Our African countries have all fought and won their political independence. They should now consider the battle for economic sovereignty, which begins with the ownership of sound and robust national data: how many citizens, living where, and how, to begin with.
There are three levels of intervention required.
First, a significant increase in resources for credible, independent, national statistical institutions. Establishing a statistical office is less eye-catching than building a hospital or school but data driven policy will ensure that more hospital and schools are delivered more effectively and efficiently. We urgently need these boring statistical offices. In 2013, out of a total aid budget of $134.8bn, a mere $280m went in support of statistics. Governments must also increase the resources they put into data.
Second, innovative means of collecting data. Mobile phones, geocoding, satellites and the civic engagement of young tech-savvy citizens to collect data can all secure rapid improvements in baseline data if harnessed.
Third, everyone must take on this challenge of the global public good dimension of high quality open data. Public registers of the ownership of companies, global standards on publishing payments and contracts in the extractives sector and a global charter for open data standards will help media and citizens to track corruption and expose mismanagement. Proposals for a new world statistics body – “Worldstat” – should be developed and implemented….(More)”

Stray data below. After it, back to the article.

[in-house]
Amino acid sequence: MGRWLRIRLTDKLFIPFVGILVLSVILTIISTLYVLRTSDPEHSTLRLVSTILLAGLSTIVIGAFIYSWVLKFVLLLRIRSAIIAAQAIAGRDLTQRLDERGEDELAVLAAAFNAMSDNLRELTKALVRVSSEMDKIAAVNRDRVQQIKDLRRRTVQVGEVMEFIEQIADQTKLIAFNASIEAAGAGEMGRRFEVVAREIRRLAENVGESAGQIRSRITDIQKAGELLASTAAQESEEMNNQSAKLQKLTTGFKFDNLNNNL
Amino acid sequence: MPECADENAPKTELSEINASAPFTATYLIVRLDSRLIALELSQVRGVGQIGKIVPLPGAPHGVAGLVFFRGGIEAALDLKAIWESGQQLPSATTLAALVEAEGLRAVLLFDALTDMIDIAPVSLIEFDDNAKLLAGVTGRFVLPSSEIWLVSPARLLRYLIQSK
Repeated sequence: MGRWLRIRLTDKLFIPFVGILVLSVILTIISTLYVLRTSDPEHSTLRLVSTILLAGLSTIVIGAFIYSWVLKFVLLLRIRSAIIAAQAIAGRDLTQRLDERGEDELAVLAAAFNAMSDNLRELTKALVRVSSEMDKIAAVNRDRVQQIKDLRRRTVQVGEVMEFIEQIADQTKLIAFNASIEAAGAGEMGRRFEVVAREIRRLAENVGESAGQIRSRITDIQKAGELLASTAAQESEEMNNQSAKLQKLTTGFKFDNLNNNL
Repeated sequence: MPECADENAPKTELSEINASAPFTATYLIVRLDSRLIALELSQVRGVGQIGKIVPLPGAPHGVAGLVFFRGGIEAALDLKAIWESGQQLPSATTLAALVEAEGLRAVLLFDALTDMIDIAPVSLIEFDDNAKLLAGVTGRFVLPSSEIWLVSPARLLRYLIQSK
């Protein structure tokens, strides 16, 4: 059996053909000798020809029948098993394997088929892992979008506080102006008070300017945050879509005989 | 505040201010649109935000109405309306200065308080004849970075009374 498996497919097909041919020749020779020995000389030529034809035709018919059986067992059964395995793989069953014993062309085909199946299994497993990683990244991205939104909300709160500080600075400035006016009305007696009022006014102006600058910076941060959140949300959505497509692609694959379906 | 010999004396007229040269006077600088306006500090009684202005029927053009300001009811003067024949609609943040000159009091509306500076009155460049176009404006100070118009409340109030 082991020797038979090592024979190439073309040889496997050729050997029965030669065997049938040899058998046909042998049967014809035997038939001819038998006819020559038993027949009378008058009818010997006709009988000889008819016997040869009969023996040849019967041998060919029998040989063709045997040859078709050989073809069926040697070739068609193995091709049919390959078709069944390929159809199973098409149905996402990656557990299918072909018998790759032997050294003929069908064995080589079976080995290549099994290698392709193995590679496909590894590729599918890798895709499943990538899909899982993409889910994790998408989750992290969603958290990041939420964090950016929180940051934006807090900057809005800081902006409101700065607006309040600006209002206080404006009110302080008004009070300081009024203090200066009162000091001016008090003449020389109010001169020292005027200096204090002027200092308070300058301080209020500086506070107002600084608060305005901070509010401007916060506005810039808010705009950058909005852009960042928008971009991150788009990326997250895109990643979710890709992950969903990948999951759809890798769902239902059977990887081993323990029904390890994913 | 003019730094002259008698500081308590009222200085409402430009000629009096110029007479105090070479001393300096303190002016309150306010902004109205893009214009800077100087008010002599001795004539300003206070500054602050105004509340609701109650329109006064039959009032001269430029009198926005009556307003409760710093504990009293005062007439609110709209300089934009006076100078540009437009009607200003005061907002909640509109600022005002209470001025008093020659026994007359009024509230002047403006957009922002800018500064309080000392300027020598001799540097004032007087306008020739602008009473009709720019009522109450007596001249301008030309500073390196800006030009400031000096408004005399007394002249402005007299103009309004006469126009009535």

A Process Model for Crowdsourcing Design: A Case Study in Citizen Science
Apr 22, 2015 08:01 am
Chapter by Kazjon Grace et al in Design Computing and Cognition ’14: “Crowdsourcing design has been applied in various areas of graphic design, software design, and product design. This paper draws on those experiences and research in diversity, creativity and motivation to present a process model for crowdsourcing experience design. Crowdsourcing experience design for volunteer online communities serves two purposes: to increase the motivation of participants by making them stakeholders in the success of the project, and to increase the creativity of the design by increasing the diversity of expertise beyond experts in experience design. Our process model for crowdsourcing design extends the meta-design architecture, where for online communities is designed to be iteratively re-designed by its users. We describe how our model has been deployed and adapted to a citizen science project where nature preserve visitors can participate in the design of a system called NatureNet. The major contribution of this paper is a model for crowdsourcing experience design and a case study of how we have deployed it for the design and development of NatureNet….(More)”
These researchers want to turn phones into earthquake detectors
Apr 21, 2015 10:04 pm
Russell Brandom in TheVerge: “Early warning on earthquakes can help save lives, but many countries can’t afford them. That’s why scientists are turning to another location sensor already widespread in many countries: the smartphone. A single smartphone makes for a crappy earthquake sensor — but get enough of them reporting, and it won’t matter.
A new study, published today in Science Advances, says that the right network of cell phones might be able to substitute for modern seismograph arrays, providing a crucial early warning in the event of a quake. The study looks at historical earthquake data and modern smartphone hardware (based on the Nexus 5) and comes away with a map of how a smartphone-based earthquake detector might work. As it turns out, a phone’s GPS is more powerful than you might think.
A modern phone has almost everything you could want in an earthquake sensor